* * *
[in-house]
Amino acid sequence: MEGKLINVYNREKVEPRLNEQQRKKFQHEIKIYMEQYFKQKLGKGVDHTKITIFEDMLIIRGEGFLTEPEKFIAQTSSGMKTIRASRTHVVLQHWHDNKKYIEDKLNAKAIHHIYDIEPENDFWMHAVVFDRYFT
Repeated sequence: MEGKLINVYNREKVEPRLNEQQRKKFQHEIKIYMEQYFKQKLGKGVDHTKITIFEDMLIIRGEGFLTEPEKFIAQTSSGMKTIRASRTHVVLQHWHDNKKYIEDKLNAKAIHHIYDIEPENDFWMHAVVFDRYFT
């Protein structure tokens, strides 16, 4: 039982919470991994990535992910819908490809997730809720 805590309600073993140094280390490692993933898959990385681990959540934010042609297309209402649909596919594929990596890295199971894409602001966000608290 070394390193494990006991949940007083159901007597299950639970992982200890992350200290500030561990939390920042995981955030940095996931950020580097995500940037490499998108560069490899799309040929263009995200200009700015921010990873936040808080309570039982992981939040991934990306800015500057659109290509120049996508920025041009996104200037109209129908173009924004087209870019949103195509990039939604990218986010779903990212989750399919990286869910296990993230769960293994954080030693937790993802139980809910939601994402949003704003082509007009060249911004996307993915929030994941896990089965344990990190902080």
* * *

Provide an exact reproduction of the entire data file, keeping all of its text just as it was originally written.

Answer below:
[in-house]
Amino acid sequence: MEGKLINVYNREKVEPRLNEQQRKKFQHEIKIYMEQYFKQKLGKGVDHTKITIFEDMLIIRGEGFLTEPEKFIAQTSSGMKTIRASRTHVVLQHWHDNKKYIEDKLNAKAIHHIYDIEPENDFWMHAVVFDRYFT
Repeated sequence: MEGKLINVYNREKVEPRLNEQQRKKFQHEIKIYMEQYFKQKLGKGVDHTKITIFEDMLIIRGEGFLTEPEKFIAQTSSGMKTIRASRTHVVLQHWHDNKKYIEDKLNAKAIHHIYDIEPENDFWMHAVVFDRYFT
């Protein structure tokens, strides 16, 4: 039982919470991994990535992910819908490809997730809720 805590309600073993140094280390490692993933898959990385681990959540934010042609297309209402649909596919594929990596890295199971894409602001966000608290 070394390193494990006991949940007083159901007597299950639970992982200890992350200290500030561990939390920042995981955030940095996931950020580097995500940037490499998108560069490899799309040929263009995200200009700015921010990873936040808080309570039982992981939040991934990306800015500057659109290509120049996508920025041009996104200037109209129908173009924004087209870019949103195509990039939604990218986010779903990212989750399919990286869910296990993230769960293994954080030693937790993802139980809910939601994402949003704003082509007009060249911004996307993915929030994941896990089965344990990190902080």